When the war broke out, my dad was not drafted, probably because of his age. He was approaching his 30th birthday. But because he and my mother did not yet have any children, he felt that it was his duty to enlist. He enlisted in the army on December 28th, 1943. By February of 1944 he had completed infantry training in heavy weapons at Camp Blanding, Florida. He wanted to be a paratrooper, but he was too old. However, there was a misprint on his birth certificate which enabled him to enter paratrooper school. He completed that training in July of 1944. In September of that year he made the crossing to Europe on the Queen Mary, the luxury liner that had been put to use for troop transport.
He was in England and Scotland for a while until his unit, the 82nd Airborne Division, Company B, 505 Parachute Infantry Regiment, was deployed for battle. He had missed the Normandy invasion, but he served in the Ardennes and Rhineland campaigns which put him in the middle of the Battle of the Bulge. He was manning a machine gun on January 7, 1945, when he was hit in the leg by enemy fire. It is due to that injury that I am here to tell this story. As he was being taken away on a stretcher, the soldier who took his place at the machine gun was immediately killed.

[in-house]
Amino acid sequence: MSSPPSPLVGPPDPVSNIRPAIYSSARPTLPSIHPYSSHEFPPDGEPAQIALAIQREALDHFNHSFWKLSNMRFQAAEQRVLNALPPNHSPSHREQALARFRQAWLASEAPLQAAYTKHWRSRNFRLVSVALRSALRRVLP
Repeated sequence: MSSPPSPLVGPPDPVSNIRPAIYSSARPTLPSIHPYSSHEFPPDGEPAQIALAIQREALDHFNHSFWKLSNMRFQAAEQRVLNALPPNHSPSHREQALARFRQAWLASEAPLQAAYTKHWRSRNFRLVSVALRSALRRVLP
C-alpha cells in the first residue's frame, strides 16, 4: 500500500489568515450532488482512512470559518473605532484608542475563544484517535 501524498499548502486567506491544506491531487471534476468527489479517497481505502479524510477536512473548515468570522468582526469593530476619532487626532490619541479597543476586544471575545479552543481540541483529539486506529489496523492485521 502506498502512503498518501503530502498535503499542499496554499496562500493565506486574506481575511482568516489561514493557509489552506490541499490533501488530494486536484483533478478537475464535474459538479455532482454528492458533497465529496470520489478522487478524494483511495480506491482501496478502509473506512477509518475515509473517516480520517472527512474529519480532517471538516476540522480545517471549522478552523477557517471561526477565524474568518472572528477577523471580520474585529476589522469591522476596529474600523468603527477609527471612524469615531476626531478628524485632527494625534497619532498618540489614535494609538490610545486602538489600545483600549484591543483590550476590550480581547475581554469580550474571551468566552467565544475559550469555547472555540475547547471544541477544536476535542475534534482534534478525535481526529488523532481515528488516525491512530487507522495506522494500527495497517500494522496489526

My father spent the rest of the war in hospitals in Paris. His wound had become infected, and gangrene began to set in. If it had not been for the discovery of penicillin, he would have lost his leg. For the rest of his life he had shrapnel in his leg.
He returned to the United States in May of 1945 and was discharged the following year. He was paid $122.65 (including $15.85 travel pay) upon mustering out.
My father's Purple Heart